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  5. Bradley Trotter

    Bradley Trotter Well-Known Member

    I don't own a Sestertius of Commodus. However, one of my more recent purchases was a well-circulated Sestertius bearing the image of his father, Marcus Aurelius.

    Obverse:

    Marcus Aurelius, Sesterius 178 AD.JPG

    Reverse:

    Marcus Aurelius, Sesterius 178 AD Reverse.JPG

    Marcus Aurelius
    Sestertius
    177-178 A.D.
    Obverse: M AVREL ANTONINVS AVG TR P XXXII, laureate head right
    Reverse: IMP VIIII COS III PP SC, Aequitas standing left, holding scales and cornucopiae
    Rome Mint
    RIC 1230
     
    Last edited: Aug 9, 2020
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  6. Marsyas Mike

    Marsyas Mike Well-Known Member

    I have sort of a Commodus problem - I chase 'em down no matter how ugly.

    This one is similar to (or same as?) the OP - I say this because of the curule chair, though there are probably others.

    Commodus - Sest seated curule lot Aug 2018(0).jpg
    Commodus Æ Sestertius
    (190 A.D.)
    Rome Mint

    M COMMOD ANT P FELIX AVG BRIT PP, laureate head right / PM TR [P XV IMP] VIII COS VI, Commodus seated left on curule chair, holding branch and sceptre. S-C across fields.
    RIC 557; Cohen 556; Sear 5786.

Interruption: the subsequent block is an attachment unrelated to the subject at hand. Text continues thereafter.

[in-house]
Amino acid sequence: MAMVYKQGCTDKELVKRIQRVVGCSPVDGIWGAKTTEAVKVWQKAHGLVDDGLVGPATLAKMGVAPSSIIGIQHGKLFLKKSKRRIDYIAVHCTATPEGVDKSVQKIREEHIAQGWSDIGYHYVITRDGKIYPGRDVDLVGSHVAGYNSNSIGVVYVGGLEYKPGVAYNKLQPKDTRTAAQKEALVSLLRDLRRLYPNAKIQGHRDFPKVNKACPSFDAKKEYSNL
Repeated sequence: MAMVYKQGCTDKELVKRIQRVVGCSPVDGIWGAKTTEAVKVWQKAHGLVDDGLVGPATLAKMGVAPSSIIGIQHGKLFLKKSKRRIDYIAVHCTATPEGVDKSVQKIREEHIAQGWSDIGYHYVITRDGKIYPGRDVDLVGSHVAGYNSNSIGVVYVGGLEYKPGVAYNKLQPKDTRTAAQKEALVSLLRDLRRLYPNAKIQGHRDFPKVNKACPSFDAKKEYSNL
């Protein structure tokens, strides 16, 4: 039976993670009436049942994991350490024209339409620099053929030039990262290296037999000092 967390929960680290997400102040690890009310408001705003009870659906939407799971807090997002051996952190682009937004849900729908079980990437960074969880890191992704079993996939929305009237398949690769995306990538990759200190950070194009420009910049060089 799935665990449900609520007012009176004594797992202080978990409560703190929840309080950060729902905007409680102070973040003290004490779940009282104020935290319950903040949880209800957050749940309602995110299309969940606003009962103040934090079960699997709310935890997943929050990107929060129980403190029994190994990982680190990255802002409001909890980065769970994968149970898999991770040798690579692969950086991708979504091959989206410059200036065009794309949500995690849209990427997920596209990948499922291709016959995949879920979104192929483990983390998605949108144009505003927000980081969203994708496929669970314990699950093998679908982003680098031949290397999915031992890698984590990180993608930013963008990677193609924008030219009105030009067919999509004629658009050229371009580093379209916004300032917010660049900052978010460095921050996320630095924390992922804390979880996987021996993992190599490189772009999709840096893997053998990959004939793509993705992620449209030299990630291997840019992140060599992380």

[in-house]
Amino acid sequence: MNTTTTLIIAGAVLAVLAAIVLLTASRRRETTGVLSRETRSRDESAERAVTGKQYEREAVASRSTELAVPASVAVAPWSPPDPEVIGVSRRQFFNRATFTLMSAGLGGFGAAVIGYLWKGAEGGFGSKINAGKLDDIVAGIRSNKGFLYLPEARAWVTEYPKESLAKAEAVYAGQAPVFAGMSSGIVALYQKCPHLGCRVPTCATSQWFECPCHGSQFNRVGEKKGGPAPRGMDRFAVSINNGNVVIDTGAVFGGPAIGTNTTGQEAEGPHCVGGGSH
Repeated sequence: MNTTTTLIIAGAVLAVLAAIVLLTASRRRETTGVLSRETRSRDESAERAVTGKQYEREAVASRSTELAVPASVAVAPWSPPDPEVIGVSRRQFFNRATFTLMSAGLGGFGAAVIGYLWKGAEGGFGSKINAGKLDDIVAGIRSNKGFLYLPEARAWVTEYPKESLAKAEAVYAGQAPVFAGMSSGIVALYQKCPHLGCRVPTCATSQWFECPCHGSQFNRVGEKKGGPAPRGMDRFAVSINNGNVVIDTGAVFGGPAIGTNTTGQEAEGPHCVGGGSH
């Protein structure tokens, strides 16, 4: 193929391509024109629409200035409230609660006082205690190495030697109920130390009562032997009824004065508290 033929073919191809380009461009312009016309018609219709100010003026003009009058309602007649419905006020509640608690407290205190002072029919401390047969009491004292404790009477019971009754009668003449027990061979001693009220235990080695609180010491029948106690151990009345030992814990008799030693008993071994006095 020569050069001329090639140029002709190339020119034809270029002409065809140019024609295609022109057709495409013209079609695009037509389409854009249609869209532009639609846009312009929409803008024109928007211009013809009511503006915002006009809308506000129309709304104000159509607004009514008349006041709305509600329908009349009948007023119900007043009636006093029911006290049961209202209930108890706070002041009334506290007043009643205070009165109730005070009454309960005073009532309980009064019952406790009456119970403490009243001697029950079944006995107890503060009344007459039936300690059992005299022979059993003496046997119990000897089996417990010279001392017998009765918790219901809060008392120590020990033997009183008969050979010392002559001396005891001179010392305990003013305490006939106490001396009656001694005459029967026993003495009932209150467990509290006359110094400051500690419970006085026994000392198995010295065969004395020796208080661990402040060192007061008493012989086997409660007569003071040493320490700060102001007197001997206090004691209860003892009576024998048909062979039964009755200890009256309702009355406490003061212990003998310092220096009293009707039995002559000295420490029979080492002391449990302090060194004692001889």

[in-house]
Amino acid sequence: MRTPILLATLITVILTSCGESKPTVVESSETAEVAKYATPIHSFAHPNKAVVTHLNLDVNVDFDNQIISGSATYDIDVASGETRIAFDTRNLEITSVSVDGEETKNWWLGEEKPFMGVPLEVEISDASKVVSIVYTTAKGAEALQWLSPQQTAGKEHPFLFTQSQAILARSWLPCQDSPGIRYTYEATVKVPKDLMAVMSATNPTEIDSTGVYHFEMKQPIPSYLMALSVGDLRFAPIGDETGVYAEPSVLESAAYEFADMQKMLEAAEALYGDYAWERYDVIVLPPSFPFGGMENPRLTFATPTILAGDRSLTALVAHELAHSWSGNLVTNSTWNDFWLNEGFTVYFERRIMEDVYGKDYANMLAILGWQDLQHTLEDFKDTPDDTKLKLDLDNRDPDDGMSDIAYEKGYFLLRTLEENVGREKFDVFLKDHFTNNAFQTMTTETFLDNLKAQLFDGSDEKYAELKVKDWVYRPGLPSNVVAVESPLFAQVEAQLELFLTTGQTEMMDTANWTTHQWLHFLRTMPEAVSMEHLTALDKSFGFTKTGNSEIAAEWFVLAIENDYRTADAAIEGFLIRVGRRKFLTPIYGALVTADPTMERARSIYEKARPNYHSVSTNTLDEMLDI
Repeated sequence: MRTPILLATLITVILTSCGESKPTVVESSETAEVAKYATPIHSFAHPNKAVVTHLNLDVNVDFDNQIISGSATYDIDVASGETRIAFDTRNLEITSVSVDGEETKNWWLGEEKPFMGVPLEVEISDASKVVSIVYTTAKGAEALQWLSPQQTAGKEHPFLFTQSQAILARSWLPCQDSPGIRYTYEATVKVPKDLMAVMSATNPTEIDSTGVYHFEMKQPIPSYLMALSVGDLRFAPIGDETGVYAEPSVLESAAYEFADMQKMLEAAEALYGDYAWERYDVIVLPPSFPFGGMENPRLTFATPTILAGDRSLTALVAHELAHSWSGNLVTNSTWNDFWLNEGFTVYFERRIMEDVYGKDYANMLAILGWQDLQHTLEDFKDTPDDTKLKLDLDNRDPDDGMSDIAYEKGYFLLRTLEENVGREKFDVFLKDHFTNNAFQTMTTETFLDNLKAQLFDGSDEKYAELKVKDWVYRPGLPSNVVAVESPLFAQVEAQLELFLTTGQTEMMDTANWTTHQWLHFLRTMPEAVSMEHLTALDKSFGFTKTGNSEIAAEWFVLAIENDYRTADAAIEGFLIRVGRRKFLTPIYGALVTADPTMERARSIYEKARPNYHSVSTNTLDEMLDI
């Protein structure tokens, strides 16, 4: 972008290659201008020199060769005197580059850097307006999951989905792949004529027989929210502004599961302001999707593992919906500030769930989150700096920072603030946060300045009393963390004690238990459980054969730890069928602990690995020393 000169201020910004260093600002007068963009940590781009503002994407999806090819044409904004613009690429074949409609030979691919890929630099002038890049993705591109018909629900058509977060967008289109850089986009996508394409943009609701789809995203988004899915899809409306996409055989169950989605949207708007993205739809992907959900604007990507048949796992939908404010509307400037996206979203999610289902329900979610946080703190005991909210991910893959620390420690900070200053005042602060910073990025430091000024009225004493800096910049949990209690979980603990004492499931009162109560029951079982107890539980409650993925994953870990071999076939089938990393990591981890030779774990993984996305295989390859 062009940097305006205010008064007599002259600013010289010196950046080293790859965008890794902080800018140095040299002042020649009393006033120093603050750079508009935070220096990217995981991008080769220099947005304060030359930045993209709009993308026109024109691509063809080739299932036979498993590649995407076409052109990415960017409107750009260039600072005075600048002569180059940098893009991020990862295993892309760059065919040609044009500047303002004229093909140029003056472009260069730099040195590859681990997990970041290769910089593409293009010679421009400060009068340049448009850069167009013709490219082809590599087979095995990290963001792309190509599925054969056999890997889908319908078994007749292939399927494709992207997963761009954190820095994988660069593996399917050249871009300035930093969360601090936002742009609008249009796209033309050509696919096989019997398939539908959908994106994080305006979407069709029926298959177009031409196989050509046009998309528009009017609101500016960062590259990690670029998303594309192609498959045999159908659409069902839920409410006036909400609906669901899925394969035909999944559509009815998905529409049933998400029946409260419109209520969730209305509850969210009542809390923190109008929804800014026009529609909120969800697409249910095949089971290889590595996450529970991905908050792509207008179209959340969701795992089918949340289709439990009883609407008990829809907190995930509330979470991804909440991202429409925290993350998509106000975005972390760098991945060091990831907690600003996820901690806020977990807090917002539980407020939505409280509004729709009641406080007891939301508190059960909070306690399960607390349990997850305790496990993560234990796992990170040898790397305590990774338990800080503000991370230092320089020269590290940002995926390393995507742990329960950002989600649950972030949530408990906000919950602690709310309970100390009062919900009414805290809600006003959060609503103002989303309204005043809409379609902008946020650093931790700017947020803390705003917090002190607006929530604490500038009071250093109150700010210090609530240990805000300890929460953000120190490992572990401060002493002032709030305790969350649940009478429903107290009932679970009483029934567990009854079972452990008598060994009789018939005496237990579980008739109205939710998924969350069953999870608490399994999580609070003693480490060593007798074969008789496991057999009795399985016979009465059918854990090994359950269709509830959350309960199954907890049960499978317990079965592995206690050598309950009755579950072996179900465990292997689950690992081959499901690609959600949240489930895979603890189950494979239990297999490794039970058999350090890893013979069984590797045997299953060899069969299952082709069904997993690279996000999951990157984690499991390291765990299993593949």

(23.20 grams / 28 mm)

    Here's my latest one. It also came in an eBay lot and didn't cost very much. I had some trouble attributing it, but came as close as I could:
    Commodus - Sest. IOVI IVVENTI lot Jul 2020 (0).JPG
    Commodus Æ Sestertius
    (189 A.D.)
    Rome Mint

    [M] COM[MOD ANT P FELIX AVG BRIT P P], laureate head r. / IO[VI IVV]ENI P M TR P XII[II IMP VIII COS V DES VI] S C: Jupiter standing left, holding thunderbolt & sceptre, eagle left.
    RIC III 542.
    (15.07 grams / 26 x 24 mm)

    Attribution Note:

    There are several IOVI IVVENI types from this era:
    RIC 499: TR P XII
    RIC 525: TR P XIIII COS VI
    RIC 542: TR P XIIII COS VI DES
    Based on other examples, layout of visible reverse legend seems to best match RIC III 542.

     
  7. Sulla80

    Sulla80 one coin at a time Supporter

    Commodus is a great one for portrait and beard:
    Commodus Sestertius.jpg